Girl in the Centre

Chitra Banerjee Divakaruni’s latest novel,Oleander Girl,is a story of self-discovery and loss. In an email interview,she talks about her bipolar world,flawed characters,and childhood in Kolkata.

Written by Nawaid Anjum | Published:May 2, 2013 2:54 am

Chitra Banerjee Divakaruni’s latest novel,Oleander Girl,is a story of self-discovery and loss. In an email interview,she talks about her bipolar world,flawed characters,and childhood in Kolkata.

Oleander Girl,like all coming-of-age stories,is about discovery at many levels. What was its genesis?

The book was inspired by my last few visits to India,when I saw the clash between old and new values as India rushes ever faster to take its rightful place in a global economy.

Does the story of Korobi (the protagonist) and her family secrets have any personal parallels?

I grew up in Kolkata in a traditional family. We had friends who lived in mansions just like the one in Oleander Girl. Growing up,I was fascinated by the old house and the old Bengal lifestyle. I’m equally fascinated by the culture among the youth which I portray in the book. The latter half of the book travels across America. I’ve lived in some of those places. I’ve stood in front of the emptiness in New York where the Twin Towers used to be,just as Korobi does. All these settings affect Korobi,making her who she is,and changing her as the novel progresses.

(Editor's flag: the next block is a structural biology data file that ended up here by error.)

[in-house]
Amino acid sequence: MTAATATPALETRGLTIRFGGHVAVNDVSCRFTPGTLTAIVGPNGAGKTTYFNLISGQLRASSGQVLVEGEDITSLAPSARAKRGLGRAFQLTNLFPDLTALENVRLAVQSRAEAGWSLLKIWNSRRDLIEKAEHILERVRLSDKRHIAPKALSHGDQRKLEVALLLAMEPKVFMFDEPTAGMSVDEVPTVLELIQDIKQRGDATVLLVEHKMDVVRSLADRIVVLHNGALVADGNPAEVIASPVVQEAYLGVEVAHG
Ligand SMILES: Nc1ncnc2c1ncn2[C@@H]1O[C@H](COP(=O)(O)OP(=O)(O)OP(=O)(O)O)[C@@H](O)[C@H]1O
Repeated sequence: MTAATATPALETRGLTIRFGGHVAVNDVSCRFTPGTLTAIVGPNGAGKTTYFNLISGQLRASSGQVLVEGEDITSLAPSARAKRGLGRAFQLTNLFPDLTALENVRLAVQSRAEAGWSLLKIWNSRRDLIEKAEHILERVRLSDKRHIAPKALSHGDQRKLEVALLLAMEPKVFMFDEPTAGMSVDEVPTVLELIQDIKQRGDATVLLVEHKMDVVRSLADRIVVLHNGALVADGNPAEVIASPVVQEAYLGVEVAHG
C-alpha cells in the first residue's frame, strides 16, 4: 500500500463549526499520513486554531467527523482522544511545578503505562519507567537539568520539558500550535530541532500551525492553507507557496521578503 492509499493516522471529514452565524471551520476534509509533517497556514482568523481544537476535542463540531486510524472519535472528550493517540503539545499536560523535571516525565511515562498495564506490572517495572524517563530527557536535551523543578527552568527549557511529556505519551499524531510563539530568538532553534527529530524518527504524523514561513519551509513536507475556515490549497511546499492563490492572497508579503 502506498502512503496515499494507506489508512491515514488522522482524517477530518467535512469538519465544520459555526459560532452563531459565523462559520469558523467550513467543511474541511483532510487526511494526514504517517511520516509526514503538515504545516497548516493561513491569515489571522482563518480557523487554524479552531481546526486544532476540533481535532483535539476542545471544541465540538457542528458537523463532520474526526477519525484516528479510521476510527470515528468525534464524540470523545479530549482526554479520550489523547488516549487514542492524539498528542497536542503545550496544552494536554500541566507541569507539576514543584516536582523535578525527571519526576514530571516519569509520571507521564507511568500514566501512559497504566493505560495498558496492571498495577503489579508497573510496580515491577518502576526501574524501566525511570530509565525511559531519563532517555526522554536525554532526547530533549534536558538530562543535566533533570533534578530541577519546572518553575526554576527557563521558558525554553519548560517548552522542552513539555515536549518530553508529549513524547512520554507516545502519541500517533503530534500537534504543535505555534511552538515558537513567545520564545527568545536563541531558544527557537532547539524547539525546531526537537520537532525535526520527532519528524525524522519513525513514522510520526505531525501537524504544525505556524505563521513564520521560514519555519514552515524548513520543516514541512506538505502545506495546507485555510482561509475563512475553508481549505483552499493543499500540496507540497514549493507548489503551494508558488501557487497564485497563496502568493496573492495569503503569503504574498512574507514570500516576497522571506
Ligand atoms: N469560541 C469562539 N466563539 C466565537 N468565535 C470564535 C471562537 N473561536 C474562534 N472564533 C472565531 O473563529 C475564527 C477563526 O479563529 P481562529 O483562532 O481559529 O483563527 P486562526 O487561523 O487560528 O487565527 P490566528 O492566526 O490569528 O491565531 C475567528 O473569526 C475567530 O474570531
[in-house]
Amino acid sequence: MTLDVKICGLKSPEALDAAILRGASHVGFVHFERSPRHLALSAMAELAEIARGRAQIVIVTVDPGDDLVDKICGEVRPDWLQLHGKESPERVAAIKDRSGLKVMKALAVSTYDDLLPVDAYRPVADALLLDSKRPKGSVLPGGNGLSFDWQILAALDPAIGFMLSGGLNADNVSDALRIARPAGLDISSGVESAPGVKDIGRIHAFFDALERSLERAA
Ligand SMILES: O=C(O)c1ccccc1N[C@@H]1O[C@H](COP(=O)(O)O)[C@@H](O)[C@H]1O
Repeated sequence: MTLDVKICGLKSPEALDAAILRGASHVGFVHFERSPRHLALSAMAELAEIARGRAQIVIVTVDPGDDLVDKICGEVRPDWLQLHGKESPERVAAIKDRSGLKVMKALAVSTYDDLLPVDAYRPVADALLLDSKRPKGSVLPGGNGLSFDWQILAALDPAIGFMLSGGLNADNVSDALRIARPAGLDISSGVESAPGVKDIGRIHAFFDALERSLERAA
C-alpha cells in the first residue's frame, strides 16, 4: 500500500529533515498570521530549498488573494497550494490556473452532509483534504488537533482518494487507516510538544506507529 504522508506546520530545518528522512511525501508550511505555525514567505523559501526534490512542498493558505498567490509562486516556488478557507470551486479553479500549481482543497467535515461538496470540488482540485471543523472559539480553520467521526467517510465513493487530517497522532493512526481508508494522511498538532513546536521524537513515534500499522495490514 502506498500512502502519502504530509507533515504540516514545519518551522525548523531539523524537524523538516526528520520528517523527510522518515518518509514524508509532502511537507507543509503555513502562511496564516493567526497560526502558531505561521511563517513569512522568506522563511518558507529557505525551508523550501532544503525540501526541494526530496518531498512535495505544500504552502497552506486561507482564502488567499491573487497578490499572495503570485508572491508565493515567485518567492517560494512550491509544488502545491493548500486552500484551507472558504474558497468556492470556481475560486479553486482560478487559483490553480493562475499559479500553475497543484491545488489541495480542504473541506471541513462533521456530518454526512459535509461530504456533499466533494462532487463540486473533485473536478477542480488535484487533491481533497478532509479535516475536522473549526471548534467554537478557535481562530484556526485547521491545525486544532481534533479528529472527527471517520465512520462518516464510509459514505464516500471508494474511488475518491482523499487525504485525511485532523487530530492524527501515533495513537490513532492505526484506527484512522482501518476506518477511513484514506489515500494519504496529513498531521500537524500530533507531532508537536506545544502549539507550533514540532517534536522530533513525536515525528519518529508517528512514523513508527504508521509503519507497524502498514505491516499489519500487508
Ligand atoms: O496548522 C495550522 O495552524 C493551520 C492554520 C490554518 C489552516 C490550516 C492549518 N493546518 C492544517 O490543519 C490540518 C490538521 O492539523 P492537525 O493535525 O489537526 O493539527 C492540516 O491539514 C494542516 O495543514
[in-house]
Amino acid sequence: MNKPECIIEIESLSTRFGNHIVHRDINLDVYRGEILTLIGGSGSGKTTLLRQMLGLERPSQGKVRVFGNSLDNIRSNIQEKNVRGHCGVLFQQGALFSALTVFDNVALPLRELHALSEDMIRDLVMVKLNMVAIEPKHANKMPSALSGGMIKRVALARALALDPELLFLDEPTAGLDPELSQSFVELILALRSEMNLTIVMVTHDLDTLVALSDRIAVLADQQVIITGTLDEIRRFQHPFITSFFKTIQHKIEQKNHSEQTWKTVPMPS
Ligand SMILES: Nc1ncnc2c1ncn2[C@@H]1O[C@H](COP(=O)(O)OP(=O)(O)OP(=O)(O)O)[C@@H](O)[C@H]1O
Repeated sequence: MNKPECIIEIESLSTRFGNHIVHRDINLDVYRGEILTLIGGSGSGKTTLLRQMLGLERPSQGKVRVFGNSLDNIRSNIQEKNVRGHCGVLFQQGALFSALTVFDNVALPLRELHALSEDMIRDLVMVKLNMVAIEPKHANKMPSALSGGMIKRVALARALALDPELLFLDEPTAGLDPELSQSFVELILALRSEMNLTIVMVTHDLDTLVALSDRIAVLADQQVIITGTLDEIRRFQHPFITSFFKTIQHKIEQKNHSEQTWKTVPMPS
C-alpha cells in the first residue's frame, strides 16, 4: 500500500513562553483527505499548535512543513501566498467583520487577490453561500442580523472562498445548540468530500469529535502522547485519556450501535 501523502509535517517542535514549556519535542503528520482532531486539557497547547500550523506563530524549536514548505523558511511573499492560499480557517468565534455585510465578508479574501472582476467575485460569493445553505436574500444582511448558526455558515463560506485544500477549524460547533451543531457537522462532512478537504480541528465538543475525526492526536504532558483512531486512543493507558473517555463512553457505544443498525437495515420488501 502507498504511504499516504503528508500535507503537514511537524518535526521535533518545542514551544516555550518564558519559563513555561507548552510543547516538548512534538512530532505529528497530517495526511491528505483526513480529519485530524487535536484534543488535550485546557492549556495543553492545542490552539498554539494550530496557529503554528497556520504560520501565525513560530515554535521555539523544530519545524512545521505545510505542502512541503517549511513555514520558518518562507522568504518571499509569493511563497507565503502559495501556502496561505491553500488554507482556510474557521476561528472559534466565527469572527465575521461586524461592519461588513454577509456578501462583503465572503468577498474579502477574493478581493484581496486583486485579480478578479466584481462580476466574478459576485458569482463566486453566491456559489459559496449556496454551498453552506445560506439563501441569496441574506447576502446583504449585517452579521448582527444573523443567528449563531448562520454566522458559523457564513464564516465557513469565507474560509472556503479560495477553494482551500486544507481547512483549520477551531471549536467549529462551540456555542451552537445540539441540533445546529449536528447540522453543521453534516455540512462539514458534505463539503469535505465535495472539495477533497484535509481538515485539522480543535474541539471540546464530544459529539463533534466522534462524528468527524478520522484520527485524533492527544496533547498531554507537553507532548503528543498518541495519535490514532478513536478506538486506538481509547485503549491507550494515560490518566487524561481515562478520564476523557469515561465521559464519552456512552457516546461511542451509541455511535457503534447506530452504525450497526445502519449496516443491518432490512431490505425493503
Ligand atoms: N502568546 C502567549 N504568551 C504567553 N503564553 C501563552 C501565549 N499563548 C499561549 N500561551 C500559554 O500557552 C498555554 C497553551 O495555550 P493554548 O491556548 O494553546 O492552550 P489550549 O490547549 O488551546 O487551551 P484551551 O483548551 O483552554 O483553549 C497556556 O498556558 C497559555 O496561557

How do you work on your characters?

To me,characters are at the heart of great literature. I learned that early from Tagore and Sharat Chandra,and continue to notice it in writers I admire,such as Anita Desai,Toni Morrison and Chinua Achebe. I work very hard at creating complex characters,a mix of positives and negatives. They are all flawed. I believe flaws are almost universal and they help us understand,sympathise and,paradoxically,feel closer to such characters.

Two significant backdrops in the novel are 9/11 and the Gujarat riots. As a writer,how did these two events affect you?

I feel these two incidents,occurring so close in time to each other,were both,in their own way,tragic examples of religious violence. I had friends who died in the 9/11 tragedy; some of my friends lost family members in the aftermath of Godhra. But beyond my personal life,as a writer I’m very concerned with a growing tendency in the world of using violence to deal with people who are different from us,be it racially or religion-wise. I want readers of Oleander Girl to think about the costs of such intolerance. I also hope the book provides some answers.

In the novel,bipolar worlds — traditional and modern,East and West— meet.

Contradictions and juxtapositions come naturally to me — as an Indian living in the US,as a writer married to an engineer,and as an activist in the field of domestic violence who regularly comes across terrible tales of abuse by men,but whose three favourite people in the world are men (my husband and two boys).

Your next novel is a retelling of the Ramayana from Sita’s point of view. Could you share something about it?

I am excited about this project. A little worried,too,since the Ramayana is such a sacred text and I want to treat it with respect while exploring the character of Sita as I understand her. I think Sita was far stronger and more courageous than she is given credit for. I would like to bring that out in my novel. I want to showcase Sita as a timeless woman,with thoughts,feelings and values as relevant to our times as to hers — just as I did with Panchaali in The Palace of Illusions.

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